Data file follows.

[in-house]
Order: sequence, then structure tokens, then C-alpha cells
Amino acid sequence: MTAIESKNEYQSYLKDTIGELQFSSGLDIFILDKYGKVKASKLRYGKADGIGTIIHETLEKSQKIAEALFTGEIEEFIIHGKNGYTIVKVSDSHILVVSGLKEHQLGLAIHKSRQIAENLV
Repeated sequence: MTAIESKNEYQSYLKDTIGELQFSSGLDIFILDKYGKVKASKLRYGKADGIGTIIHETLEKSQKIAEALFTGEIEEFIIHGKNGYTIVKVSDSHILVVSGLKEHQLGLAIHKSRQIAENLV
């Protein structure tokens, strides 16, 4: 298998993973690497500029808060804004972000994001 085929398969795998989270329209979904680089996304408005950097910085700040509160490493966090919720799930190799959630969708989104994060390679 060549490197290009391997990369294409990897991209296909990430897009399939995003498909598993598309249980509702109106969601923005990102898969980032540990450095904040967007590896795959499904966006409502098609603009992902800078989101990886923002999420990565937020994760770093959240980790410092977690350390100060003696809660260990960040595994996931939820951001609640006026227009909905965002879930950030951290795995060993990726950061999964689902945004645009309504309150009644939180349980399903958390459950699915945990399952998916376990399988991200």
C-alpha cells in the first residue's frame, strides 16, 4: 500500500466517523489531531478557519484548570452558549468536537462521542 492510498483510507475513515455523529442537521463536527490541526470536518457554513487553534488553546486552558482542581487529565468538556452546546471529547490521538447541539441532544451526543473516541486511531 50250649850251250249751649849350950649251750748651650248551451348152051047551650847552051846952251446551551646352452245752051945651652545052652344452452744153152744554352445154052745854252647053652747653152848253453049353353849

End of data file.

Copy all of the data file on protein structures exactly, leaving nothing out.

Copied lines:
[in-house]
Order: sequence, then structure tokens, then C-alpha cells
Amino acid sequence: MTAIESKNEYQSYLKDTIGELQFSSGLDIFILDKYGKVKASKLRYGKADGIGTIIHETLEKSQKIAEALFTGEIEEFIIHGKNGYTIVKVSDSHILVVSGLKEHQLGLAIHKSRQIAENLV
Repeated sequence: MTAIESKNEYQSYLKDTIGELQFSSGLDIFILDKYGKVKASKLRYGKADGIGTIIHETLEKSQKIAEALFTGEIEEFIIHGKNGYTIVKVSDSHILVVSGLKEHQLGLAIHKSRQIAENLV
């Protein structure tokens, strides 16, 4: 298998993973690497500029808060804004972000994001 085929398969795998989270329209979904680089996304408005950097910085700040509160490493966090919720799930190799959630969708989104994060390679 060549490197290009391997990369294409990897991209296909990430897009399939995003498909598993598309249980509702109106969601923005990102898969980032540990450095904040967007590896795959499904966006409502098609603009992902800078989101990886923002999420990565937020994760770093959240980790410092977690350390100060003696809660260990960040595994996931939820951001609640006026227009909905965002879930950030951290795995060993990726950061999964689902945004645009309504309150009644939180349980399903958390459950699915945990399952998916376990399988991200």
C-alpha cells in the first residue's frame, strides 16, 4: 500500500466517523489531531478557519484548570452558549468536537462521542 492510498483510507475513515455523529442537521463536527490541526470536518457554513487553534488553546486552558482542581487529565468538556452546546471529547490521538447541539441532544451526543473516541486511531 50250649850251250249751649849350950649251750748651650248551451348152051047551650847552051846952251446551551646352452245752051945651652545052652344452452744153152744554352445154052745854252647053652747653152848253453049353353849